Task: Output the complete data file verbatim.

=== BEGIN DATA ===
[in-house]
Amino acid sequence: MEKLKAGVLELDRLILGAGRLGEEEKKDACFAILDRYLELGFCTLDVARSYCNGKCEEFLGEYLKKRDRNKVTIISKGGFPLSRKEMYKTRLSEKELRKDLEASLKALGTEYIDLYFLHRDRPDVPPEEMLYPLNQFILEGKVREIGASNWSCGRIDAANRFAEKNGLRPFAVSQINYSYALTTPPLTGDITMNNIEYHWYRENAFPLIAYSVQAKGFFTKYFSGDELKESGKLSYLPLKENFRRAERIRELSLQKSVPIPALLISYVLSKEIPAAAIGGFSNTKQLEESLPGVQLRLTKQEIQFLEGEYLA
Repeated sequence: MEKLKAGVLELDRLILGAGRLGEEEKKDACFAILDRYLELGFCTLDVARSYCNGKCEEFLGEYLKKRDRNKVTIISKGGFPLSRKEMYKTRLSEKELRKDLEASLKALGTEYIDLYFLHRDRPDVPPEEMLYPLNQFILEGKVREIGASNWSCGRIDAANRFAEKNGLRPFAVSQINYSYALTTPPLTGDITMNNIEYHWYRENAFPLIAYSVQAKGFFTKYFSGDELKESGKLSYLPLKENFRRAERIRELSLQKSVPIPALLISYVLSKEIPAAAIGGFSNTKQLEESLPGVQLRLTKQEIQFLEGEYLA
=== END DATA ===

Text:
[in-house]
Amino acid sequence: MEKLKAGVLELDRLILGAGRLGEEEKKDACFAILDRYLELGFCTLDVARSYCNGKCEEFLGEYLKKRDRNKVTIISKGGFPLSRKEMYKTRLSEKELRKDLEASLKALGTEYIDLYFLHRDRPDVPPEEMLYPLNQFILEGKVREIGASNWSCGRIDAANRFAEKNGLRPFAVSQINYSYALTTPPLTGDITMNNIEYHWYRENAFPLIAYSVQAKGFFTKYFSGDELKESGKLSYLPLKENFRRAERIRELSLQKSVPIPALLISYVLSKEIPAAAIGGFSNTKQLEESLPGVQLRLTKQEIQFLEGEYLA
Repeated sequence: MEKLKAGVLELDRLILGAGRLGEEEKKDACFAILDRYLELGFCTLDVARSYCNGKCEEFLGEYLKKRDRNKVTIISKGGFPLSRKEMYKTRLSEKELRKDLEASLKALGTEYIDLYFLHRDRPDVPPEEMLYPLNQFILEGKVREIGASNWSCGRIDAANRFAEKNGLRPFAVSQINYSYALTTPPLTGDITMNNIEYHWYRENAFPLIAYSVQAKGFFTKYFSGDELKESGKLSYLPLKENFRRAERIRELSLQKSVPIPALLISYVLSKEIPAAAIGGFSNTKQLEESLPGVQLRLTKQEIQFLEGEYLA